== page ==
Russia has been touting strong progress in developing new missile and nuclear technology over recent months. At the beginning of October, Putin announced a successful test of the nuclear-propelled Burevestnik 9M730 cruise missile. No independent sources have provided confirmation of the launch, and the project remains technically dubious (The Insider, October 27). Putin has a penchant for bragging about “wonder-weapons.” This time, he praised the future prospects for Russia’s space programs. He visited the headquarters of space production company Energia in Korolyov and downplayed the failure of the Luna-25 mission to the Moon (see EDM, August 14; Kommersant, October 26).

Moscow’s claims of successfully modernizing its nuclear capabilities ring false as the domestic defense industry struggles to circumvent Western sanctions and solve personnel shortages (see EDM, January 11). Design bureaus within the Russian defense-industrial complex are reconfiguring old Soviet technology, as sanctions have severely curtailed access to the critical parts needed for more modern tech. Technical setbacks are blamed on scientists, who are harshly punished for high treason, while corruption is generally accepted as a normal business practice (, October 31).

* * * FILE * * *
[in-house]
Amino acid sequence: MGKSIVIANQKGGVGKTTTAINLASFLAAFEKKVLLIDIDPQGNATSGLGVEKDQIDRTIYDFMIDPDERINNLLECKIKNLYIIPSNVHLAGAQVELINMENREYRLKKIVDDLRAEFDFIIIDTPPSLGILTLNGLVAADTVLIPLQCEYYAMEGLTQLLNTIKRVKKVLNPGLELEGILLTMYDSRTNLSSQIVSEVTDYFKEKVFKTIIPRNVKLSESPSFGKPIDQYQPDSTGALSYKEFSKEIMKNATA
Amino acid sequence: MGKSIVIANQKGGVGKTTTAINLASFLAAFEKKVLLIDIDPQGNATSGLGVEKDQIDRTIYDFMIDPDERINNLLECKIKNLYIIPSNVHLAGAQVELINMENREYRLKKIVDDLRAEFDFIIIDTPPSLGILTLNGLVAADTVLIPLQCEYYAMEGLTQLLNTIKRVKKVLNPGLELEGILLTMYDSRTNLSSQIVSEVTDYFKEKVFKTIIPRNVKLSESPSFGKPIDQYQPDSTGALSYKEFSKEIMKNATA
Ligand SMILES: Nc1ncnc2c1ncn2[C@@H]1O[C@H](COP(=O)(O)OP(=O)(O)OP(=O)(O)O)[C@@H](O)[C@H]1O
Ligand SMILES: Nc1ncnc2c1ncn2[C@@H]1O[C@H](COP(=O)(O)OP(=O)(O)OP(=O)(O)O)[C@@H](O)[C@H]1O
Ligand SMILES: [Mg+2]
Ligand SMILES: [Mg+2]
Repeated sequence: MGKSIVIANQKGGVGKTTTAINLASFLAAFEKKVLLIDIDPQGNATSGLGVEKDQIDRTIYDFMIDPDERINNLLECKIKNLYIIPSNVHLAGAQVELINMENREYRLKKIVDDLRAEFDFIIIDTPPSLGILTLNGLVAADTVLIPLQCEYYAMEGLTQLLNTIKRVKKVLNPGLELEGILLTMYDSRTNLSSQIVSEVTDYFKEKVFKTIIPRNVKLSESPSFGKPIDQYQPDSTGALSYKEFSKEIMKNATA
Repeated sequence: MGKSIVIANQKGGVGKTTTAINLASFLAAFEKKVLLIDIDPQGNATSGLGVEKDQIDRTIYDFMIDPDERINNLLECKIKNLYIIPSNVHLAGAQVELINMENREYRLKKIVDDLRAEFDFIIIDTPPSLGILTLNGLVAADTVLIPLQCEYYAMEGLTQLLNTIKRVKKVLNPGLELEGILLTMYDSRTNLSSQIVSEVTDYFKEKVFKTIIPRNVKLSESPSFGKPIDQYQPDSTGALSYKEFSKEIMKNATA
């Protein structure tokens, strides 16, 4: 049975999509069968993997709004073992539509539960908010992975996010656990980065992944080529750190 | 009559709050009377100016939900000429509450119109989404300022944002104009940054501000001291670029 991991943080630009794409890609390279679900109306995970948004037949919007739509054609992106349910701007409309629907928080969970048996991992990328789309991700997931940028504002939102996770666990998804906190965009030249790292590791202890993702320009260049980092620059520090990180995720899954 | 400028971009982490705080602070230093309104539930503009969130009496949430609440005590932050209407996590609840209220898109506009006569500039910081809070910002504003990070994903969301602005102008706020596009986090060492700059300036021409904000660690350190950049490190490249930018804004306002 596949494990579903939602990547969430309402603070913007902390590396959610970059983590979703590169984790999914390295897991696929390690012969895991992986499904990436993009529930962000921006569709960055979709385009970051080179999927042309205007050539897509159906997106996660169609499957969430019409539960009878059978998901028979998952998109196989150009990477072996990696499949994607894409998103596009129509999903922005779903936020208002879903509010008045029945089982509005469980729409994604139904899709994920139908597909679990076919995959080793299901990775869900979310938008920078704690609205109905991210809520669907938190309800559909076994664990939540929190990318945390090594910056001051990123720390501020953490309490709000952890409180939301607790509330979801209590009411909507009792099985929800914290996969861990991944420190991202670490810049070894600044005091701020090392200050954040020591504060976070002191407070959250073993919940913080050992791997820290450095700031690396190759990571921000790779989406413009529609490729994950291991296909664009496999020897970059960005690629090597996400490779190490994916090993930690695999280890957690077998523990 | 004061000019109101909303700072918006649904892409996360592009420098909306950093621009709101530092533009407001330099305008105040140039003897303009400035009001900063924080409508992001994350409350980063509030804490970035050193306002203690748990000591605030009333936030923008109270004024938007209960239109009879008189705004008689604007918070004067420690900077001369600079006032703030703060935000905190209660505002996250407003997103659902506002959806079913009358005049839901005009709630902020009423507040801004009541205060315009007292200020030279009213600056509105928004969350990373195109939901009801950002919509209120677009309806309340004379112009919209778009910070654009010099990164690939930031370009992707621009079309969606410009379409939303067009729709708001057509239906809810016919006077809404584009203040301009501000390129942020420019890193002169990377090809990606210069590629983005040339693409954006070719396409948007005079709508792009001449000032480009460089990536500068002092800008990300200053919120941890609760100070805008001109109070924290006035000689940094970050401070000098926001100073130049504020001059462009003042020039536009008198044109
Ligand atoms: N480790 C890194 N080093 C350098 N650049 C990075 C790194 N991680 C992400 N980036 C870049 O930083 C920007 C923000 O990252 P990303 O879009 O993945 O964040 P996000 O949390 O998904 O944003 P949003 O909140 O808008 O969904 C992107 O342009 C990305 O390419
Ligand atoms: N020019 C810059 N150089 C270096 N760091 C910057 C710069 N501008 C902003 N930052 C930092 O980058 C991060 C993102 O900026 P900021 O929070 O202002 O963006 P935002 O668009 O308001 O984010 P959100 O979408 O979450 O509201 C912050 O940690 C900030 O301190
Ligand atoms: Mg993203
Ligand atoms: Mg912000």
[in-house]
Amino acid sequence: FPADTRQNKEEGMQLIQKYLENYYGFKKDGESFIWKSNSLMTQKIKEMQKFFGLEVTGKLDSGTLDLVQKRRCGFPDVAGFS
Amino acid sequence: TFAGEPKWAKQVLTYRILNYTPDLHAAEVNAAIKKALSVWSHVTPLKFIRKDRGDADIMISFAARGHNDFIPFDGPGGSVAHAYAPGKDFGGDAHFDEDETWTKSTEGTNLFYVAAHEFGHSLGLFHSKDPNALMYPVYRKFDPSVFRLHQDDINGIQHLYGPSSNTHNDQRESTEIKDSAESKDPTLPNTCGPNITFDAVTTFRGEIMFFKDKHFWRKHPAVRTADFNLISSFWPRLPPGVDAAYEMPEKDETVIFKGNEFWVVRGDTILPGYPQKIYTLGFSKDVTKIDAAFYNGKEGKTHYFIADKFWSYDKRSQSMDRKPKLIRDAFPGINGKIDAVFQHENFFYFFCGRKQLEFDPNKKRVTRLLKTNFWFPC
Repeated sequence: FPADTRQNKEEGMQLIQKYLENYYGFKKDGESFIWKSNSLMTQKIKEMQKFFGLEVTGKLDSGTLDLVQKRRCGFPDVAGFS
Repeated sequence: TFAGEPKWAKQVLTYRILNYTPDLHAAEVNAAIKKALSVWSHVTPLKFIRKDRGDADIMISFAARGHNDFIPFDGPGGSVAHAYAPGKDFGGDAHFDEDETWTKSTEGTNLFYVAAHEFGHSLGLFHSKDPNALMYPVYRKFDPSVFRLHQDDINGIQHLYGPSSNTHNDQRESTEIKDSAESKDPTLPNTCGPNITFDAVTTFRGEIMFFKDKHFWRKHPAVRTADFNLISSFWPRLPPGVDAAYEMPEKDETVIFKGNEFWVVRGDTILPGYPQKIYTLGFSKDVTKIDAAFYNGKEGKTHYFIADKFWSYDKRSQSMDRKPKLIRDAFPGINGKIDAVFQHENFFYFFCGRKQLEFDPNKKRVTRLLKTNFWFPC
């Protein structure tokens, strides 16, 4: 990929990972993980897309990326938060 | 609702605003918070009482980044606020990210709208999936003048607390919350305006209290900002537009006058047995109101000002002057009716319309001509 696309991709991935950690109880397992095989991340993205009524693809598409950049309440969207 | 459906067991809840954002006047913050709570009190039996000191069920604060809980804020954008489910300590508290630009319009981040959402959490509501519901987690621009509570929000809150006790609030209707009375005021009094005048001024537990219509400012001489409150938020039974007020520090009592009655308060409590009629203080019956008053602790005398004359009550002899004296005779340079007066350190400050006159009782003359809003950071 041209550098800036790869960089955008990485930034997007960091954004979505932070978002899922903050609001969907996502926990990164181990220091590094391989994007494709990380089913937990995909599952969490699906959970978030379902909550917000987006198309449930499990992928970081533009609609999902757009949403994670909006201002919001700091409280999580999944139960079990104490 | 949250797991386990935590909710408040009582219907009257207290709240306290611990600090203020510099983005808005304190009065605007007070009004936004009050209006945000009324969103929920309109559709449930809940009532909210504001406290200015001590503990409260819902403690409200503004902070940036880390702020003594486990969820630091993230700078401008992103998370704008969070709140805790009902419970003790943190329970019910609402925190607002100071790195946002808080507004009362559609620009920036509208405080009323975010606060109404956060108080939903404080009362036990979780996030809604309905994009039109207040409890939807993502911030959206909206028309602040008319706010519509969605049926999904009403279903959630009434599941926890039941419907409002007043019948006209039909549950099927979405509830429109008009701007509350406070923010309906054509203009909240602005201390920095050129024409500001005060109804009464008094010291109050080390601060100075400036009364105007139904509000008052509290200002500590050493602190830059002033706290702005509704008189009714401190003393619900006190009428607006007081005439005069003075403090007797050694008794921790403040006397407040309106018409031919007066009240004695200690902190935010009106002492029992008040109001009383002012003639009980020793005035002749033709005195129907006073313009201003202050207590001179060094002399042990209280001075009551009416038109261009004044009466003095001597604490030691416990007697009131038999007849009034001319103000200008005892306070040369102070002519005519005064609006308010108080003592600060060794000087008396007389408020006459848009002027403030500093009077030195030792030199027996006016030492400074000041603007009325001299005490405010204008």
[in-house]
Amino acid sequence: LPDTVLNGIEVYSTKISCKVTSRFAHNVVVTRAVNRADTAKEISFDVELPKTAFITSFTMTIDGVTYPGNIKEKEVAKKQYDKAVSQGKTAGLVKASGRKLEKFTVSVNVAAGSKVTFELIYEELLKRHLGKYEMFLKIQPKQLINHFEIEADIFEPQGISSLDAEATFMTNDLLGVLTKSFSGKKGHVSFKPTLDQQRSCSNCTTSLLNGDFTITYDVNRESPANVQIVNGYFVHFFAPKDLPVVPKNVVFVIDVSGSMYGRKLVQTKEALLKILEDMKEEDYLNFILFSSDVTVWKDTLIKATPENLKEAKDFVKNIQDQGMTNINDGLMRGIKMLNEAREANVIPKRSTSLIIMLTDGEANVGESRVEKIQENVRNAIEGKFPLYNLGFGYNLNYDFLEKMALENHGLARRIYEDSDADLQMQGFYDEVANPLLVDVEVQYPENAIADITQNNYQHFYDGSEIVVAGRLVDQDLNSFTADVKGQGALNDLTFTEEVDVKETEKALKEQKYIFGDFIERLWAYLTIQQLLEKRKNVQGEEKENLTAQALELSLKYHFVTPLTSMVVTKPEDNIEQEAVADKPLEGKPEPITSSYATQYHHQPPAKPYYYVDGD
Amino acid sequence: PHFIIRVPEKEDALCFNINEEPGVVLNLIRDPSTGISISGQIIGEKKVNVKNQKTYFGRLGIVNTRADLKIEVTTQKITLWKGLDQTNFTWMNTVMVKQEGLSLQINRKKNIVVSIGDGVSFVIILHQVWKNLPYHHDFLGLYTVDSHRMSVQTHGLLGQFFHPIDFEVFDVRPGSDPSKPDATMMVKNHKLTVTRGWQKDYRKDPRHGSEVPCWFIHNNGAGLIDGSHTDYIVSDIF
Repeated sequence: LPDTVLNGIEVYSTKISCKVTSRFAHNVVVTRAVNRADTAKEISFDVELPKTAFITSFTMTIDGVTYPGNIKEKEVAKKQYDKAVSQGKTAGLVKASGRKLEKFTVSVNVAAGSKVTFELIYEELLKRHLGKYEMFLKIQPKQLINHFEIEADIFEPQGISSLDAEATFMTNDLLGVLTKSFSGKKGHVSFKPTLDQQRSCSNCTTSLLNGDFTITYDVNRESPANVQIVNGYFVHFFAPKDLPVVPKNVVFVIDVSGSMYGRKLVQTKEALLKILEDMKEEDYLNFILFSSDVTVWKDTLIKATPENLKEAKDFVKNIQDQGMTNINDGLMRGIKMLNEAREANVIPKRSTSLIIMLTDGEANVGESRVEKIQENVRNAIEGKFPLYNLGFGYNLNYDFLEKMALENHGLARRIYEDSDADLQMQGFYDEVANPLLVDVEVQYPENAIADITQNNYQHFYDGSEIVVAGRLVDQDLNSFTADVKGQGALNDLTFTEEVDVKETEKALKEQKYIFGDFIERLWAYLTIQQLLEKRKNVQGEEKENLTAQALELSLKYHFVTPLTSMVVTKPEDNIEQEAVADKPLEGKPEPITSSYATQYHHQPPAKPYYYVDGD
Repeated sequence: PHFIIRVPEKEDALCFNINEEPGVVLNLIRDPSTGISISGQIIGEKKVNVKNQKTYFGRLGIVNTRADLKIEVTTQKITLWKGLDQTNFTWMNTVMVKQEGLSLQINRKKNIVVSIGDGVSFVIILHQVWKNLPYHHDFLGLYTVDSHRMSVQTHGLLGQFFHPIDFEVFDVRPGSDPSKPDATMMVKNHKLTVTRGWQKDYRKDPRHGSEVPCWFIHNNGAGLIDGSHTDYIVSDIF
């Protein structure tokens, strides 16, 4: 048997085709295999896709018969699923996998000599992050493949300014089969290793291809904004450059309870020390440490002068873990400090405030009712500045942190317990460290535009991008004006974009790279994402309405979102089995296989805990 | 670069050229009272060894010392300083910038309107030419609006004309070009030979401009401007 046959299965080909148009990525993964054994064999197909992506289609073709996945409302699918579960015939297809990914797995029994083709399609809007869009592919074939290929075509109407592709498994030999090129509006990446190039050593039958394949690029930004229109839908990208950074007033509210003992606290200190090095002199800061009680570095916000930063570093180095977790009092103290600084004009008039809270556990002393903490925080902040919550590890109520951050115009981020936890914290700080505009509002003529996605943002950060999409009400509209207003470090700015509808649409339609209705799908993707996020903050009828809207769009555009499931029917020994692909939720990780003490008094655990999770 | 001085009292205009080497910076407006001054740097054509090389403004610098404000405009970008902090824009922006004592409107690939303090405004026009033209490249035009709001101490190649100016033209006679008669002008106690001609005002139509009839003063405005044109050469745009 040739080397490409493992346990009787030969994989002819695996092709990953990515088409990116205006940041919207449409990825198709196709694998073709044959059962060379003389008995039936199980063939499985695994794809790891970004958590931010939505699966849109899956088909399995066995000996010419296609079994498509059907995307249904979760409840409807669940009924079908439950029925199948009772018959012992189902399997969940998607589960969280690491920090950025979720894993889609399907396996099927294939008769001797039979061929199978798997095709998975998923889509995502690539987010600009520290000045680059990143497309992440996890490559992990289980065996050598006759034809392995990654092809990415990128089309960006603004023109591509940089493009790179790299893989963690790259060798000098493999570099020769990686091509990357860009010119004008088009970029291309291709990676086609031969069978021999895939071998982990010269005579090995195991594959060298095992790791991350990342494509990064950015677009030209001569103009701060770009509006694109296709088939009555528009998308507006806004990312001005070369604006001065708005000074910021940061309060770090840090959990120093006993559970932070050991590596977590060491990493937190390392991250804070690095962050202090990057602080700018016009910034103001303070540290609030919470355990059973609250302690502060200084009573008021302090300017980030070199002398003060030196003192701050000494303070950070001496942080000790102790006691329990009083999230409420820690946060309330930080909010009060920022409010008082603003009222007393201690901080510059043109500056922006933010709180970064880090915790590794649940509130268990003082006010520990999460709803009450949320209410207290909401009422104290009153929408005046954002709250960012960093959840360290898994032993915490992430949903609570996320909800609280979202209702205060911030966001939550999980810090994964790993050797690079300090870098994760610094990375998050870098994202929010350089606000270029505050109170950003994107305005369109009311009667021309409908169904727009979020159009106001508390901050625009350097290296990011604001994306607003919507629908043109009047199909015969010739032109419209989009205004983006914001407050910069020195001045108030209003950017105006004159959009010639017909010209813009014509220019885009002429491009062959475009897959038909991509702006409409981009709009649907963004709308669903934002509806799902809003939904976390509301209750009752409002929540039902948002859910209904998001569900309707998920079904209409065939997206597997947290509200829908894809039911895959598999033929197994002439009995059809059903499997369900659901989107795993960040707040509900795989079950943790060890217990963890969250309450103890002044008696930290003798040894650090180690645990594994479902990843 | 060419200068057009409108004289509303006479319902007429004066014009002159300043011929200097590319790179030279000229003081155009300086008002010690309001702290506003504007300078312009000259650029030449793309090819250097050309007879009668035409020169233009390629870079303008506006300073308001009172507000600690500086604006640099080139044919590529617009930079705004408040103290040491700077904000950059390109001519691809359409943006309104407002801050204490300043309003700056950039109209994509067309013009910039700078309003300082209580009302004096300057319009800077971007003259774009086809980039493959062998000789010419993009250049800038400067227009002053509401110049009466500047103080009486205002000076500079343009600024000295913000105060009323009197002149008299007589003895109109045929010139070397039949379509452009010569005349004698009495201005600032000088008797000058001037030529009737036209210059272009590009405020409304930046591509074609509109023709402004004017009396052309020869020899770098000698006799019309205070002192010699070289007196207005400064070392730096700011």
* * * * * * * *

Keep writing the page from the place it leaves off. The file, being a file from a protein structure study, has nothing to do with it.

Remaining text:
The Kremlin’s hesitancy in brandishing nuclear instruments underpins the ambivalence in Russia’s nuclear diplomacy. This was evident last month during discussion on revoking the ratification of the Comprehensive Nuclear-Test-Ban Treaty (CTBT) (Rossiiskaya gazeta, November 2; see EDM, October 13; Carnegie Politika, October 20). Russian commentators have emphasized the significance of this unprecedented move while denying intentions to resume the testing of nuclear capabilities in the immediate future (, November 2). Kremlin propaganda has rationalized the decision by arguing that it would give Russia the same status as the United States, which has never ratified the CTBT. Others in Moscow allege that Washington is preparing to stage nuclear tests, to which Russia would be force to respond in kind (Izvestiya, October 20; see EDM, October 24).